As my family and I walked into the Texas Roadhouse on Sunday night, Keith Urban’s song “Days Go By” was blaring from the restaurant’s speakers.
We think about tomorrow then it slips away
We talk about forever but we’ve only got today
And the days go by
I can feel ’em flying
Like a hand out the window
As the cars go by
It’s all we’ve been given
So you better start livin’
Better start livin’ right now
Cause days go by…
This was going to be our last night in Pittsburgh for quite awhile.
The movers would arrive in the morning to take my mom’s belongings to New Hampshire, where she is moving to be with all of us.
It was kind of a surreal night.
At one point, I made one of the “blonde” observations that I am famous for within my family and I laughed until I cried. I finally had to excuse myself and go in search of Kleenex. It was then that I realized that my tears were no longer from laughter but they had morphed into the bittersweet tears of an unexpected sense of loss.
My husband and I have moved eleven times in our twenty years of marriage, due to the nature of his work. We left my hometown in PA one year after we were married. No matter where I lived, I always knew that I had a place to return to in the hills of western Pennsylvania.
Now I don’t.
Yes, I still have plenty of family and friends in my hometown and would never lack a place to stay, for which I am very grateful.
However, there no longer exists a specific place in PA where I can return and be welcomed by my parents. My dad has been gone for 10 years and my mom is now living in New England.
And I am thrilled about that! I love that she is going to be part of our daily lives and will get to spend so much time with my kids, whose departure to college is fast approaching.
Yet it is another sign of change.
Change is hard.
That night in the restroom at Texas Roadhouse, my tears were a mixture of happy and sad.
Just two nights earlier, a bunch of family and friends had gathered to give my mom a farewell party. It was wonderful! There was a lot of laughter and memories shared. Best of all, there were four generations of cousins from my mom’s side of the family in that room! Each group took a turn posing in front of the fireplace. Every generation was fully intact, except for my generation. My cousin David was glaringly absent, having lost his life almost a year ago. (I wrote about that here.). That is still so hard for me to believe. Part of me kept looking at the door, expecting him to walk inside and join the party.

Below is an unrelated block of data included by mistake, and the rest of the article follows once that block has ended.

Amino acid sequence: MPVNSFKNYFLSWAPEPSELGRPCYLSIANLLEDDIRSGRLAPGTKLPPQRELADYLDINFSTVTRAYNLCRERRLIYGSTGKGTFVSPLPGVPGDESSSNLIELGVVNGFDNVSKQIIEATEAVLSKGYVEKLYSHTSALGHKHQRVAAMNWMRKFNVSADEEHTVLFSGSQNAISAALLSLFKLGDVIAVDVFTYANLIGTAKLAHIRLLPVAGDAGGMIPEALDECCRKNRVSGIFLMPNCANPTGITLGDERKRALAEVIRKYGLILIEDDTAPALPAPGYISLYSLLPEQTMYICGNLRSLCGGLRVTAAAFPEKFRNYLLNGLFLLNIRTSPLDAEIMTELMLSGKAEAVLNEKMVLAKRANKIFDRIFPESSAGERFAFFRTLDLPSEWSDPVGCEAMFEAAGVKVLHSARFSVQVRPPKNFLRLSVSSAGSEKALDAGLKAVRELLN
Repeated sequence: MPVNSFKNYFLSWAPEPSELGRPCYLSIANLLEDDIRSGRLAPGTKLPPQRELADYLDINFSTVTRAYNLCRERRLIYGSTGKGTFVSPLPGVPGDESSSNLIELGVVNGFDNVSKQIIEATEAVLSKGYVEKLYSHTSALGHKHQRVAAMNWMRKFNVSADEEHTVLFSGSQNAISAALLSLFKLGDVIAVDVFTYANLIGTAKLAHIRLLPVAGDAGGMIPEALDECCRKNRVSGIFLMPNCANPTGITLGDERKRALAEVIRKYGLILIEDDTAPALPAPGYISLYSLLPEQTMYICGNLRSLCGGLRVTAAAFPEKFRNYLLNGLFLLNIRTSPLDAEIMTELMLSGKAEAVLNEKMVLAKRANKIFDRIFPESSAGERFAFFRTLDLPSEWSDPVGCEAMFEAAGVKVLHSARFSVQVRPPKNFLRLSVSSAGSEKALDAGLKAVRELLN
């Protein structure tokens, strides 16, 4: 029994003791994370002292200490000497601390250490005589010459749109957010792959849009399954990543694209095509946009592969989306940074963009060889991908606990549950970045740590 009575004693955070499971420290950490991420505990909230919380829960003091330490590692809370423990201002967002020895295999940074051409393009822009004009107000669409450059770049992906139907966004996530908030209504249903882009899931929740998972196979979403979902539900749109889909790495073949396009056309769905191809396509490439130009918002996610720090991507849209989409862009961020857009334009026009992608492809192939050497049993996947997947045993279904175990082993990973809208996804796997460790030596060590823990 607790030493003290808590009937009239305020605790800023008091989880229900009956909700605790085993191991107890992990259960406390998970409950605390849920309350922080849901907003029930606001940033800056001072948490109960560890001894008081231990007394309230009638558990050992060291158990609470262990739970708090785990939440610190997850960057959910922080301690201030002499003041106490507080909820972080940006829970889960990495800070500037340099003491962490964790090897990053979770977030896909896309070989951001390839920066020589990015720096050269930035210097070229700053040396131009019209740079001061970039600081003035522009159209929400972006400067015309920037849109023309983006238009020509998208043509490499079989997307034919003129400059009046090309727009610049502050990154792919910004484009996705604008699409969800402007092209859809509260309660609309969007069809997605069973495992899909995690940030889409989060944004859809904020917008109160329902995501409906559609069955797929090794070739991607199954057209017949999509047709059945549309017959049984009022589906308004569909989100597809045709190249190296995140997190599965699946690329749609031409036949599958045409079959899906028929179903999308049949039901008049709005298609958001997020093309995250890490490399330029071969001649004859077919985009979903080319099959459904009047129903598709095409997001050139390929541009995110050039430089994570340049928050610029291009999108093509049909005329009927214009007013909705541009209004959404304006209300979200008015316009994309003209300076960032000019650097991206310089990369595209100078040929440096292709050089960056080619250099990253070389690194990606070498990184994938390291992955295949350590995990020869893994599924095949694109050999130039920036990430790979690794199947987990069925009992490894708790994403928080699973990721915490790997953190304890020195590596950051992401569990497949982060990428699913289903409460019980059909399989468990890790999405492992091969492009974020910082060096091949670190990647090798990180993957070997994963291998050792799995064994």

I wished he was there.
When I took a photo of my mom, her cousins, and their spouses, two were missing: my dad and my cousin Elaine’s husband Don.
“They should be here too,” I thought, as I snapped the photograph, feeling a lump in my throat.
Yet in spite of the ache that accompanies the loss of loved ones, I treasured the dear ones who were there. I tried to savor the night as much as I could.
My mom looked so happy and touched that all these people had come out on a cold November night to help send her off to a new season of her life.
I thought about how thirty years ago, her mother came to live with us when my mom was around my age. I was 16, the same age my son is now.
The circle of life.
It is an achingly beautiful, and at the same time desperately heartbreaking thing.
I dried my eyes and went to rejoin my family. As I approached the table, I could see them all laughing and my heart swelled with gratitude for the gift that these people are to me.
We have each other in a very tumultuous and scary world.
I am so very grateful that they are along for the journey with me as the days go by.